Creative Conditioning

The moon and Venus last night, from our bedroom window, with the lights of Santa Fe below.

Not perfectly crisp, but close.

I’m feeling creaky today. On Sunday I engaged in a major weed-pulling effort. I reaped the reward of all the laziness I sowed the last few weekends, which means it took me a few hours. Of bending and pulling. Only a little sore in my muscles yesterday, I didn’t give it another thought.

Today I’m feeling it.

In college, I briefly dated a ballet dancer. Beautiful body, but unfortunately quite wooden in bed. At any rate, he told me that they’d learned that it takes a full night and day before you feel the physiological effects of something. So he’d feel a grueling dance workout, not the next morning, but the following one. Same for eating heavily or lightly. It’s an interesting tidbit of information, but it probably says something that that’s what I remember best about him…

Yesterday, my 1.85 K was more difficult than Sunday’s.

Sometimes I think writing can be like working out. On a given day, it’s not hard to stretch yourself and go the extra mile, do a bunch of yardwork, add some weight to the machine. You might not even really feel it the next morning. But after two days of it, I’m feeling a little tired in my brain. It doesn’t make sense to me that I’d have only so much writing energy, but I keep running up against that.

It would probably make more sense to gradually add words, like I gradually increase the weight I lift or the distance I run. Mental conditioning, as it were. Or Creative Conditioning. An extra 50 words a day and soon I’m staying up all night writing Interview with the Vampire in less than a week.

(Though I’m fairly convinced cocaine was heavily involved in that particular effort.)

So, here I am, warming up, stretching my muscles. Bouncing up and down a little to juice up those ligaments.

It will feel good when I’m done.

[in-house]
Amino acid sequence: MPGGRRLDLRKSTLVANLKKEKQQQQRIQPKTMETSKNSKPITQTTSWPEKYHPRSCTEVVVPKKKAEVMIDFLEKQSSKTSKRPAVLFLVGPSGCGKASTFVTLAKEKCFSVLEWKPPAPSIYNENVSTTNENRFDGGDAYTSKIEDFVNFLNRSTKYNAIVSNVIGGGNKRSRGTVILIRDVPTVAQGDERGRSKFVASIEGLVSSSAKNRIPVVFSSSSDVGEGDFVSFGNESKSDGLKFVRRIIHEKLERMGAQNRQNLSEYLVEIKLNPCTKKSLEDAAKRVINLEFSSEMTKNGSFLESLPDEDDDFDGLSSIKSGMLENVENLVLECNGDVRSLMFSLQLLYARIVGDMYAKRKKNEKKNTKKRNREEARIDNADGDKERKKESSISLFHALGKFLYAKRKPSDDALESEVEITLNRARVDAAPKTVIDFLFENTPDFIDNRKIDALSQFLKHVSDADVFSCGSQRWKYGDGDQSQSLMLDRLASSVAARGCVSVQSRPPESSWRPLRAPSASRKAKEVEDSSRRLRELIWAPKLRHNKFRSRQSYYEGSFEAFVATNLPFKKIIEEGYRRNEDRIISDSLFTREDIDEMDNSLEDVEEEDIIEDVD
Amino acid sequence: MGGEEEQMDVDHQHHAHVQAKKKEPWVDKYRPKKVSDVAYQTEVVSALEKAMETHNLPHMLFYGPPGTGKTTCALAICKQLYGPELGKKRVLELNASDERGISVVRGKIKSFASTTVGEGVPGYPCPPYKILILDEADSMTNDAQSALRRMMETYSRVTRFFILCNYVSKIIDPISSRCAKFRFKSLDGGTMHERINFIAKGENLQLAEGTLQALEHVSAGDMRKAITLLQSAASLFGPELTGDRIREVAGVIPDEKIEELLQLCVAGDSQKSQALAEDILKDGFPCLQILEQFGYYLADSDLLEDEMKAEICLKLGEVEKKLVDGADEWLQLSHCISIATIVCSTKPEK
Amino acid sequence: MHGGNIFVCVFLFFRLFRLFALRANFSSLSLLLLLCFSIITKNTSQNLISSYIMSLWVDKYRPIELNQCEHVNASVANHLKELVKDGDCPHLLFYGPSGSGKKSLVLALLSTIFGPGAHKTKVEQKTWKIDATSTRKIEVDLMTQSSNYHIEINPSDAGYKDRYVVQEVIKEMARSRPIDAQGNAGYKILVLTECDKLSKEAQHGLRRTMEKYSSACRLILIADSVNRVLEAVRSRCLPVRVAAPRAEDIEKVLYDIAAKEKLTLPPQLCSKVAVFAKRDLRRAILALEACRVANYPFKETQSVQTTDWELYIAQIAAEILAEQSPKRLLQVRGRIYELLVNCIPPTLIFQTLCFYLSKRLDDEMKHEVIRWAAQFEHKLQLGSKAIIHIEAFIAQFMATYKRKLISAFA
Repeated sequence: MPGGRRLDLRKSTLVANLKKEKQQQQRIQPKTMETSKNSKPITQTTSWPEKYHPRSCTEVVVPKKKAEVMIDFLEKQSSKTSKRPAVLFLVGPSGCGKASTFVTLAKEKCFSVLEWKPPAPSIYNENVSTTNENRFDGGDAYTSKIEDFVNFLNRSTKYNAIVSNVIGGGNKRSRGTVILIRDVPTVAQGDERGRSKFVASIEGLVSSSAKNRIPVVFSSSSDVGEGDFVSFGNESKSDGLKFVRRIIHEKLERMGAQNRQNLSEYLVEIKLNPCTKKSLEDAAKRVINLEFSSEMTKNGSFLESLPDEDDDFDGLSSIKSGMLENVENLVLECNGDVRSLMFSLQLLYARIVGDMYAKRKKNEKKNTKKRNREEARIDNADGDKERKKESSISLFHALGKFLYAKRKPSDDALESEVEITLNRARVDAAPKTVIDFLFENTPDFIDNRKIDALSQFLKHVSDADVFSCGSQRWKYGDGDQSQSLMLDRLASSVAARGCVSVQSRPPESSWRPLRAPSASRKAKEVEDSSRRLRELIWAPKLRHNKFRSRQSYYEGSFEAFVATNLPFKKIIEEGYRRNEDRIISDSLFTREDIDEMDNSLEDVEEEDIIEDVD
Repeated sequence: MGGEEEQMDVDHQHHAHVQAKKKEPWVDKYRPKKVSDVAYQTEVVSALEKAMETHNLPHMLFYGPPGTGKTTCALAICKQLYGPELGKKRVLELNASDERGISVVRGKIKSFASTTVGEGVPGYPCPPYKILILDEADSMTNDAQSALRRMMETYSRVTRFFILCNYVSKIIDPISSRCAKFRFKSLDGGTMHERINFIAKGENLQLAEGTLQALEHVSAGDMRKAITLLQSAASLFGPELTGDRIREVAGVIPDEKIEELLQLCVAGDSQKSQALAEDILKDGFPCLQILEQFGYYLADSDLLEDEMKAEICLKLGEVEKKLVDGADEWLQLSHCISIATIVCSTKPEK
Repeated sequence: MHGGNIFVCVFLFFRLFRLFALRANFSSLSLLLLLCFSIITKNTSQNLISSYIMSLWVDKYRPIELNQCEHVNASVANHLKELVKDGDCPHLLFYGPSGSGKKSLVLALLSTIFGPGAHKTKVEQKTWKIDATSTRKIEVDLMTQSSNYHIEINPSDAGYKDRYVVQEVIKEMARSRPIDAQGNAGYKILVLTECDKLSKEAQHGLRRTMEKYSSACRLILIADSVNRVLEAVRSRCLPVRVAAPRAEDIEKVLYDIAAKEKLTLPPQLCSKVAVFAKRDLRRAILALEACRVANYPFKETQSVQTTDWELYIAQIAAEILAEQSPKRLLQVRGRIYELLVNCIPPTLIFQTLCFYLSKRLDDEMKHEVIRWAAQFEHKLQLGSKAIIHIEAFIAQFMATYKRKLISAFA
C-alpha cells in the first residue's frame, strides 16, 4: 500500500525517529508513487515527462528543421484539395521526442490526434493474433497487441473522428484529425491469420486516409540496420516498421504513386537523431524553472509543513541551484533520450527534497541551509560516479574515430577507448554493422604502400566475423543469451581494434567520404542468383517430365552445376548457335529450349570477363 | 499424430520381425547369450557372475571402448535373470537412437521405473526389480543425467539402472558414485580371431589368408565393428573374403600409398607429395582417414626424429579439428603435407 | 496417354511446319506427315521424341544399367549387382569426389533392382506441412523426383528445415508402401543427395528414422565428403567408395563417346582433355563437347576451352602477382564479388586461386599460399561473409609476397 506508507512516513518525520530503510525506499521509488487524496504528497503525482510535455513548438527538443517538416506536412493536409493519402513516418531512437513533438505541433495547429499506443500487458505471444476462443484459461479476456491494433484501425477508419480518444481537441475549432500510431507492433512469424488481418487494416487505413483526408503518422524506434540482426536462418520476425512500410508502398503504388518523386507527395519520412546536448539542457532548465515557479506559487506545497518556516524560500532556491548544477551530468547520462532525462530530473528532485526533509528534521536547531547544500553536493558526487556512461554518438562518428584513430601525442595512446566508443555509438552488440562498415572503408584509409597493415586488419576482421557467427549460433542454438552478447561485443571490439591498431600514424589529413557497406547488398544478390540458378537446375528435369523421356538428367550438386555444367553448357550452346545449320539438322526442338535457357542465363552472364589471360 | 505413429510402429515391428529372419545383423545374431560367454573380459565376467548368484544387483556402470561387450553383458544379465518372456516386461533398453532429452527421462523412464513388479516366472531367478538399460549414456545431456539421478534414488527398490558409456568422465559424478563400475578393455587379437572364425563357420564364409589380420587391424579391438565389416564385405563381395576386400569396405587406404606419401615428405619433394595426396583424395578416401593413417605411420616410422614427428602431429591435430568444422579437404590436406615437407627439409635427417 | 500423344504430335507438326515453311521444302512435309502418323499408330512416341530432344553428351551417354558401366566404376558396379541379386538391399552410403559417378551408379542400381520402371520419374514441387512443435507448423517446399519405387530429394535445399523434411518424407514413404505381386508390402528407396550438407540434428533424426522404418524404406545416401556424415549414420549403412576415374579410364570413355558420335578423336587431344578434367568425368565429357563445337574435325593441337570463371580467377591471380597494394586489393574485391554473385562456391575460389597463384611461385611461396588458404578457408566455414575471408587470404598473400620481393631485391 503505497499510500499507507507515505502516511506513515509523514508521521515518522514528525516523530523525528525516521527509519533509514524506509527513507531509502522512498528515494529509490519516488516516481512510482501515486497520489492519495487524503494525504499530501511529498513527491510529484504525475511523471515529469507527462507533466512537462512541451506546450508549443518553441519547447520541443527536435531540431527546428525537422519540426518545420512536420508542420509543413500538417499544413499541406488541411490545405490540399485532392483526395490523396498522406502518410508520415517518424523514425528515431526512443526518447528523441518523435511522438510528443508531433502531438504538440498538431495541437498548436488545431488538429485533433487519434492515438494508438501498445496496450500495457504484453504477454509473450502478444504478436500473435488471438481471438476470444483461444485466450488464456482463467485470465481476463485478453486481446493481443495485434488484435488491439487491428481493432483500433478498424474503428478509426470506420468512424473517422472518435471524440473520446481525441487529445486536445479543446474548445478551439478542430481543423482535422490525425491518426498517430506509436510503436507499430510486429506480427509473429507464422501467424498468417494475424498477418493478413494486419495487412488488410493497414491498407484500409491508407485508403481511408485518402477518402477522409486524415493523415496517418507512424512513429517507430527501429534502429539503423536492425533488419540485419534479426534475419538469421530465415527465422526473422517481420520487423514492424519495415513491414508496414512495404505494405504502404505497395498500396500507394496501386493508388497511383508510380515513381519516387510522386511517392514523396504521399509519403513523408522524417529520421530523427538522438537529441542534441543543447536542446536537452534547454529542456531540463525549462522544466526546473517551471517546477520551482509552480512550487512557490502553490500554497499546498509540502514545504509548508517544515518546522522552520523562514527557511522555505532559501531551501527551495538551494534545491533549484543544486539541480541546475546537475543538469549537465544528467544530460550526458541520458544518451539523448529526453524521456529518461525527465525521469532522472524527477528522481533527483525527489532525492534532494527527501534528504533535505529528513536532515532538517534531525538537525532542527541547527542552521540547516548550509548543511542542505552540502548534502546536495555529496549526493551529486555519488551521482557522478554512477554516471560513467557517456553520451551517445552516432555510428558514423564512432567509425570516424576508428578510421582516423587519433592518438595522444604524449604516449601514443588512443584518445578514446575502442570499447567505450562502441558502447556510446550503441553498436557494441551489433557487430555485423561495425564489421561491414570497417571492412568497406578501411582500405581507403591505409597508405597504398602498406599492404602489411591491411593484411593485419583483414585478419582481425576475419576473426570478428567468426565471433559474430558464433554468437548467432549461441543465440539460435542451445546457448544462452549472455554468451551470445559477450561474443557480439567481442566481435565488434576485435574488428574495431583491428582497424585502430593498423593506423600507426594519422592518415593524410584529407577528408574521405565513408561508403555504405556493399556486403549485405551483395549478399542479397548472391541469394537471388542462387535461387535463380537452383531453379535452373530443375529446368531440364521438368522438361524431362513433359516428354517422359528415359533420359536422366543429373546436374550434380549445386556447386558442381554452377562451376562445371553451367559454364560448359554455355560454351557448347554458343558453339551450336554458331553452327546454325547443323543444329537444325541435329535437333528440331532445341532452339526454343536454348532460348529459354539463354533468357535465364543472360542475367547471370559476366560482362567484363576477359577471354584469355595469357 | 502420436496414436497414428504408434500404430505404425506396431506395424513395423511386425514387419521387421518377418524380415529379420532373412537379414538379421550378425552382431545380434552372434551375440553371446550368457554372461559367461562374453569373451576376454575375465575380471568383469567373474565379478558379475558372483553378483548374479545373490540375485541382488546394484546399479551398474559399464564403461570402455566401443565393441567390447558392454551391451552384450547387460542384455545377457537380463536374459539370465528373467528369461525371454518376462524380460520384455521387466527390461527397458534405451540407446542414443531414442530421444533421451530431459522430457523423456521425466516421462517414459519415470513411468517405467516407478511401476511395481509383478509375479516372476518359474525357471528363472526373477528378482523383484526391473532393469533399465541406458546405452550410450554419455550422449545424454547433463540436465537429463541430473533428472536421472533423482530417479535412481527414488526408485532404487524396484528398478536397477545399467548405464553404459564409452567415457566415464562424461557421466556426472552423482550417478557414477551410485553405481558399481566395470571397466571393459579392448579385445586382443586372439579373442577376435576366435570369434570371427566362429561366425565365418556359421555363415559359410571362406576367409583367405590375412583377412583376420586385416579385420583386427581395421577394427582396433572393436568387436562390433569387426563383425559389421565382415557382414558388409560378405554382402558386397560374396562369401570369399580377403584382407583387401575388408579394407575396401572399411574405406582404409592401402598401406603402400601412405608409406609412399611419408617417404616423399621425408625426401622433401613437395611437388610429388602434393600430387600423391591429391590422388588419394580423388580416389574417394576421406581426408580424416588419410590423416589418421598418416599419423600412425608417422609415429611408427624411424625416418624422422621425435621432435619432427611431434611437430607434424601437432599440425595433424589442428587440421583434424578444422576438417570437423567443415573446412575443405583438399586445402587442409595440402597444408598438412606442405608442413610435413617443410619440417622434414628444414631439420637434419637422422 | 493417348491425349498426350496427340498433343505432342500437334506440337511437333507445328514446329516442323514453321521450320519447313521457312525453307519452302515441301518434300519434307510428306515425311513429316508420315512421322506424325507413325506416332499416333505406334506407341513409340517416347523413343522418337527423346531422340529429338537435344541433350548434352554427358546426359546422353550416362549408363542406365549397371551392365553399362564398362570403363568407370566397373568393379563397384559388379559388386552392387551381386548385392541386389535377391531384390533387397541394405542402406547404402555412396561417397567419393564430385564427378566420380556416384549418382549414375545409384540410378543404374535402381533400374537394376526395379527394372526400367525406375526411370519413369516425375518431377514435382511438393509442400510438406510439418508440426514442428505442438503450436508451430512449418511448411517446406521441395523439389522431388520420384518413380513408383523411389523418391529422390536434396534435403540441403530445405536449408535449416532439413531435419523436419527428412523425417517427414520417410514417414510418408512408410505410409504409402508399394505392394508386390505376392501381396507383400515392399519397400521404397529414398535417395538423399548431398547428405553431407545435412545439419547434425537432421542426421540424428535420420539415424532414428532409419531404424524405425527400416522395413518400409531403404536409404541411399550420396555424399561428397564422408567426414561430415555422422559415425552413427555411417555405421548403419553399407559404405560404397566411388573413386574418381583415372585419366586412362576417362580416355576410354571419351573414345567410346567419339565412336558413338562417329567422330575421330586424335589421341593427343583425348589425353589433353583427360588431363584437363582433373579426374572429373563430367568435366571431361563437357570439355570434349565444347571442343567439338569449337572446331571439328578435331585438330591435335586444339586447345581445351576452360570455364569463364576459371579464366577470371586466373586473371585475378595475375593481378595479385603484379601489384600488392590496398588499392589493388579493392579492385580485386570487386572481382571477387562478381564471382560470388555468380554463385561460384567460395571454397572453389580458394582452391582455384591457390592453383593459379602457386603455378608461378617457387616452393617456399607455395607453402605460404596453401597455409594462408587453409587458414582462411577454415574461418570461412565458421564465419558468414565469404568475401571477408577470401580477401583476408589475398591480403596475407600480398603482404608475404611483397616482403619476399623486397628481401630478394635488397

7 Replies to “Creative Conditioning”

  1. 1) I'm assuming your ballet dancer is not amongst your followers?

    2) If it helps, I'm STILL impressed by your work ethic. I barely managed 300 words last night and it was like trying to wring water from a dry towel. And this was despite the fact that I have 3 scenes planned out to write. It didn't help at all that I was putting extra pressure on myself due to not working much this weekend (b/c of sleeping off a cold), and knowing that time was going to be extremely limited today and tomorrow. Counterintuitively, telling myself I suck b/c I didn't accomplish the 2.5k that I wanted wasn't as helpful as it seemed it might be at the time.

    3) Does it help to have a definite time that you have to stop b/c you're writing in the morning?

  2. LOL, Elizabeth
    1) I don't think so! We fell out of contact ages and ages ago.
    2) Thanks – it's a good reminder for me that putting words down isn't a simple thing for anyone, really. And yes, telling yourself you suck never works.
    3) It does help me to have a definite time I have to stop – it creates a little deadline pressure that forces me to focus on the writing and not dork around!

  3. This has made an impression on me and I am going to start tracking my progress to see if I can see a trend here. I will keep you posted, because lets face it, you so care about me. 🙂

  4. I *do* care, Kelly! And I'll be interested in your results. I had to back off the 1.85K. I just couldn't sustain it. I wonder if I'd do better with a gradual increase? Now I'm back to making sure I get 1K in. Interestingly enough, that seems much easier now, so that's something.

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